THE face of the First World War veteran that will be etched into the sand on Lyme Regis beach to mark Armistice Day this Sunday (November 11) has been revealed.
A portrait of Rifleman Kulbir Thapa VC, who made history as the first Gurkha to win a Victoria Cross, the most prestigious British award for bravery, will be created on the sand from 11am as part of award-winning film producer Danny Boyle’s unique Pages of the Sea event.
Lyme Regis is one of just 30 beaches across the country chosen to take part in the event, which will commemorate the 100th anniversary of the end of the First World War.
Rifleman Kulbir Thapa (December 15 1889 – October 3 1956) was born in the village of Nigalpani, Palpa, Nepal, and enlisted in 1907 in the Indian Army as part of Queen Alexandra’s Own Gurkha Rifles, transferring to 2nd Battalion at the outbreak of war.
On September 25 1915, during operations against German trenches south of Mauquissart, he found a badly wounded soldier of the 2nd Leicestershire Regiment behind the first German trench. Although wounded himself and urged by the English soldier to save his own skin, Kulbir stayed with him all day and night.
Early the next morning, in misty conditions, he brought the soldier out through the German wire and having left him in a place of comparative safety, returned and brought back two wounded Gurkhas to the allied lines, one after the other. He then returned in broad daylight to bring back the British soldier, carrying him most of the way under enemy fire.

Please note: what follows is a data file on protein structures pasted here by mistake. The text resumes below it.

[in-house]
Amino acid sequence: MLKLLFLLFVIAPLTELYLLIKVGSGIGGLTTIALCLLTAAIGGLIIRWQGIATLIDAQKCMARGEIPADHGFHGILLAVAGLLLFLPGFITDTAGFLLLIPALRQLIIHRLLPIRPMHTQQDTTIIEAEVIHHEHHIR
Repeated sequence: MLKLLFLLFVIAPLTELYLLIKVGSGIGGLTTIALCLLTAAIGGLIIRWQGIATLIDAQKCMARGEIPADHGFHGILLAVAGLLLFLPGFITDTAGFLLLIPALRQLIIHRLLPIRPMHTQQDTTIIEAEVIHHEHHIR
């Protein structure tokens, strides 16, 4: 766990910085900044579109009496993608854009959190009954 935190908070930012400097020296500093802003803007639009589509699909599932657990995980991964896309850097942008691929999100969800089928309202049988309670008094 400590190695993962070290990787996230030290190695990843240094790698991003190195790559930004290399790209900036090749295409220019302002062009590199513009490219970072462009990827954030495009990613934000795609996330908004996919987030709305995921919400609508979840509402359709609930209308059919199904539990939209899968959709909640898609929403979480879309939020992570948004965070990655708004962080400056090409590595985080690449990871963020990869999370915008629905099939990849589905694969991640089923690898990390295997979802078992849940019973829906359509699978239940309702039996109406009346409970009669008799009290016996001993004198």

Kulbir himself was admitted to hospital for his wounds and he rejoined his unit in Egypt in 1916. His medal is on display at the Gurkha Museum, Winchester, Hampshire, and in 2015 he was commemorated on a Royal Mail stamp.
The highly regarded Brigade of Gurkhas have been supporting the British Army for over 200 years, including two world wars through to modern conflict. During the First World War, more than 90,000 Gurkhas enlisted, fighting across Asia, Middle East and Europe where more than 6000 died in action.
The Gurkhas gained a reputation for valour earning thousands of medals for gallantry. Today, they continue to be part of the British Army including signals, logistics and engineers, with units based across the south of England.
The image of Kulbir will be raked in the sand by a group of A-level students from Woodroffe School, led by Dorset artist Sarah Butterworth.
The public will also be asked to join in by creating large stenciled silhouettes of people in the sand, remembering the millions of lives lost or changed forever by the conflict.
A new poem by British poet and playwright Carol Ann Duffy has also been commissioned for the event, and will be performed by singer-songwriter Billy Bragg in Lyme Regis at 3pm.
In addition, the public are invited to share their own words in an open mic session on the beach between 2pm and 3pm.
The Mayor of Lyme Regis, Councillor Michaela Ellis, said: “It is an honour for Lyme Regis to be chosen as one of only 30 beaches in the country to host this poignant and moving tribute.
“We are expecting people to come from far and wide to watch the portrait take shape on the beach, to listen to the words of others and maybe to share their own, and perhaps to take a moment of private reflection to honour those who gave the ultimate sacrifice during the First World War.”
Further details about the event and how to get involved are available here.